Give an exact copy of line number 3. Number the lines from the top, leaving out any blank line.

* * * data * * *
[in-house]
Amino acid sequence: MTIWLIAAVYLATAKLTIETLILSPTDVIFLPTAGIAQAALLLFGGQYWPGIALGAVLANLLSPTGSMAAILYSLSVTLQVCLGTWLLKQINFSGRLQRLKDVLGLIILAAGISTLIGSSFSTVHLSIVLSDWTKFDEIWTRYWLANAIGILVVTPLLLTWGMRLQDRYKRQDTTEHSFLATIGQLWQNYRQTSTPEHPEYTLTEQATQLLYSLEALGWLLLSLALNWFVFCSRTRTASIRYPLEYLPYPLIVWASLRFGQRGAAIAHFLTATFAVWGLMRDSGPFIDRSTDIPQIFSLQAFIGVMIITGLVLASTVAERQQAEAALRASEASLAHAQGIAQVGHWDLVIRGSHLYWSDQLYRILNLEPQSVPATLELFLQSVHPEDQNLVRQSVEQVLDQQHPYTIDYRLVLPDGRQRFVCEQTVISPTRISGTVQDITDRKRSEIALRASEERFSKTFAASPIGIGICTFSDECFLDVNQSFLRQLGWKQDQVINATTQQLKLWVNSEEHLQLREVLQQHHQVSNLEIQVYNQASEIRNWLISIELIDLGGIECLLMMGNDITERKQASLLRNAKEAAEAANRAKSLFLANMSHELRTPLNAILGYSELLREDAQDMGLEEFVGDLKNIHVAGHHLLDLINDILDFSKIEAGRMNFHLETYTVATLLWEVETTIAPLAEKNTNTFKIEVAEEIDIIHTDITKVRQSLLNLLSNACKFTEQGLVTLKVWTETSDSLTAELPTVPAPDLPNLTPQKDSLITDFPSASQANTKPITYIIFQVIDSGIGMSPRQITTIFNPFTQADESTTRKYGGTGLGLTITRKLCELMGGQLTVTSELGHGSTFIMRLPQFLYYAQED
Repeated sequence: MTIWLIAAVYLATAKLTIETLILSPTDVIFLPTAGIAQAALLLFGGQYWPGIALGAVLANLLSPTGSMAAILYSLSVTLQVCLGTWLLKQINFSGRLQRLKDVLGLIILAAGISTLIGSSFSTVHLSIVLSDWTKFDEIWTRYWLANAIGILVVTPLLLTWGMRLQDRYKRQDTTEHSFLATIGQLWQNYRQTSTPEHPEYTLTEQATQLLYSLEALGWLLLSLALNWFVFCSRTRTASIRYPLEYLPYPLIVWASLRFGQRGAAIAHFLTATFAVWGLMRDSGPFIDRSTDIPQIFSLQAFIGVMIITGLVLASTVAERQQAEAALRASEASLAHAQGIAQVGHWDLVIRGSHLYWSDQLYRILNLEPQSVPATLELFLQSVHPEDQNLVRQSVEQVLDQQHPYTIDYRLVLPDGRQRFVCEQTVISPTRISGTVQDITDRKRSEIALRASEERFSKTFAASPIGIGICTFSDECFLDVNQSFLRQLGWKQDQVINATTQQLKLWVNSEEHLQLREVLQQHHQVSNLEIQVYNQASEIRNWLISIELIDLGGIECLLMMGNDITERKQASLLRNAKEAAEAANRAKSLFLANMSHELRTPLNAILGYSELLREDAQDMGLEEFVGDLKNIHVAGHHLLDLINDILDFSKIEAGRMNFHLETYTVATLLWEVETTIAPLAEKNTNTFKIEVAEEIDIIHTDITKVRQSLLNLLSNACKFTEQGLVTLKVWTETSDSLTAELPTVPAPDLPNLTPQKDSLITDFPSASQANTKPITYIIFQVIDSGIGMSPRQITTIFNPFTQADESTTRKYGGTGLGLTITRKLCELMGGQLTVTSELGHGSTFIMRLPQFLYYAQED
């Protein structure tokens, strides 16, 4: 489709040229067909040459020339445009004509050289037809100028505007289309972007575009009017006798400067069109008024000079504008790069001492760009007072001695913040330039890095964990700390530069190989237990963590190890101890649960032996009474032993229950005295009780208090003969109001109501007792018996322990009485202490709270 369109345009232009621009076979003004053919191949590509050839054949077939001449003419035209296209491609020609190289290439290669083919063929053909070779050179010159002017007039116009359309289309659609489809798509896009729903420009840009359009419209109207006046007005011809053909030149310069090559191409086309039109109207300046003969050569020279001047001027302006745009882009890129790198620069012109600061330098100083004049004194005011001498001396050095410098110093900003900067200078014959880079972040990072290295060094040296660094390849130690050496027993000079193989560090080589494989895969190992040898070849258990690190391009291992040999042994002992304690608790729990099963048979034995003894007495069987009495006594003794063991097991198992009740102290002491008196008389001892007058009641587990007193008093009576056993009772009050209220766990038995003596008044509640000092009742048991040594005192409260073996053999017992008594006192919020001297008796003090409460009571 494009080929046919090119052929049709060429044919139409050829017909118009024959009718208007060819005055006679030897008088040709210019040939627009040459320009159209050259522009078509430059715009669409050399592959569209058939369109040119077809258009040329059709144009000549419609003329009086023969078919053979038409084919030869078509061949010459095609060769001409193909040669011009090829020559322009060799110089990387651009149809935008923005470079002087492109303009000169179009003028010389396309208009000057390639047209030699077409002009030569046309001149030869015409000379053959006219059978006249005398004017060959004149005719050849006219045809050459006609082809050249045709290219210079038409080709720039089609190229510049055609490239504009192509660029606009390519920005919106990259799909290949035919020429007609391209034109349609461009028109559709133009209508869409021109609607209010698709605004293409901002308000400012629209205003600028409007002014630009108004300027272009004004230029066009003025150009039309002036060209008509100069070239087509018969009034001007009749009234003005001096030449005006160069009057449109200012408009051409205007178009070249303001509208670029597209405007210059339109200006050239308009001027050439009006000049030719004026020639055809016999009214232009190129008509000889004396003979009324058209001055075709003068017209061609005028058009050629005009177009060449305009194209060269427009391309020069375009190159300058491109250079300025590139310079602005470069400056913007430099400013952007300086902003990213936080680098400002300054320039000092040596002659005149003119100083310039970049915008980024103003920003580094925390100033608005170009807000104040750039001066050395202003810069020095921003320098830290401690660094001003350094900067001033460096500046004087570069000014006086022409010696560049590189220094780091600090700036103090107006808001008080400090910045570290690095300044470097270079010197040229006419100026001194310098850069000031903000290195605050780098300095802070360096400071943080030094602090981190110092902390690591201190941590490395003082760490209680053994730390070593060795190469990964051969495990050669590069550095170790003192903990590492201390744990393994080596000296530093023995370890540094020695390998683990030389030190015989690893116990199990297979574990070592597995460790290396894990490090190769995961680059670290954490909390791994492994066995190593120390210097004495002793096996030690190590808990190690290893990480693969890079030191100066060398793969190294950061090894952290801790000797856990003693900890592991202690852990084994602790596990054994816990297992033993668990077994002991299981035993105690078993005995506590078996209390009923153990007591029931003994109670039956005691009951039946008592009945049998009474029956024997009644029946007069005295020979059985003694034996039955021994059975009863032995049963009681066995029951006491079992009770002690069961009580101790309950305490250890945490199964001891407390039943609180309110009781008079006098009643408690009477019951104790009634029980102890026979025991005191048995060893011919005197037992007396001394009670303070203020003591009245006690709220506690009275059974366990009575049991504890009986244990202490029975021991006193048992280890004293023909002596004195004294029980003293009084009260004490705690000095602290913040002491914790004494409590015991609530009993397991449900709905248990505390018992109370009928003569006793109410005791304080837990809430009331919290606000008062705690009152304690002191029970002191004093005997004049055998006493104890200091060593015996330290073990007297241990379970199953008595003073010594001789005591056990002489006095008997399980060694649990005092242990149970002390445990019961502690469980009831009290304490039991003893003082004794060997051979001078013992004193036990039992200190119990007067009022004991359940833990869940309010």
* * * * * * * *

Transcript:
Repeated sequence: MTIWLIAAVYLATAKLTIETLILSPTDVIFLPTAGIAQAALLLFGGQYWPGIALGAVLANLLSPTGSMAAILYSLSVTLQVCLGTWLLKQINFSGRLQRLKDVLGLIILAAGISTLIGSSFSTVHLSIVLSDWTKFDEIWTRYWLANAIGILVVTPLLLTWGMRLQDRYKRQDTTEHSFLATIGQLWQNYRQTSTPEHPEYTLTEQATQLLYSLEALGWLLLSLALNWFVFCSRTRTASIRYPLEYLPYPLIVWASLRFGQRGAAIAHFLTATFAVWGLMRDSGPFIDRSTDIPQIFSLQAFIGVMIITGLVLASTVAERQQAEAALRASEASLAHAQGIAQVGHWDLVIRGSHLYWSDQLYRILNLEPQSVPATLELFLQSVHPEDQNLVRQSVEQVLDQQHPYTIDYRLVLPDGRQRFVCEQTVISPTRISGTVQDITDRKRSEIALRASEERFSKTFAASPIGIGICTFSDECFLDVNQSFLRQLGWKQDQVINATTQQLKLWVNSEEHLQLREVLQQHHQVSNLEIQVYNQASEIRNWLISIELIDLGGIECLLMMGNDITERKQASLLRNAKEAAEAANRAKSLFLANMSHELRTPLNAILGYSELLREDAQDMGLEEFVGDLKNIHVAGHHLLDLINDILDFSKIEAGRMNFHLETYTVATLLWEVETTIAPLAEKNTNTFKIEVAEEIDIIHTDITKVRQSLLNLLSNACKFTEQGLVTLKVWTETSDSLTAELPTVPAPDLPNLTPQKDSLITDFPSASQANTKPITYIIFQVIDSGIGMSPRQITTIFNPFTQADESTTRKYGGTGLGLTITRKLCELMGGQLTVTSELGHGSTFIMRLPQFLYYAQED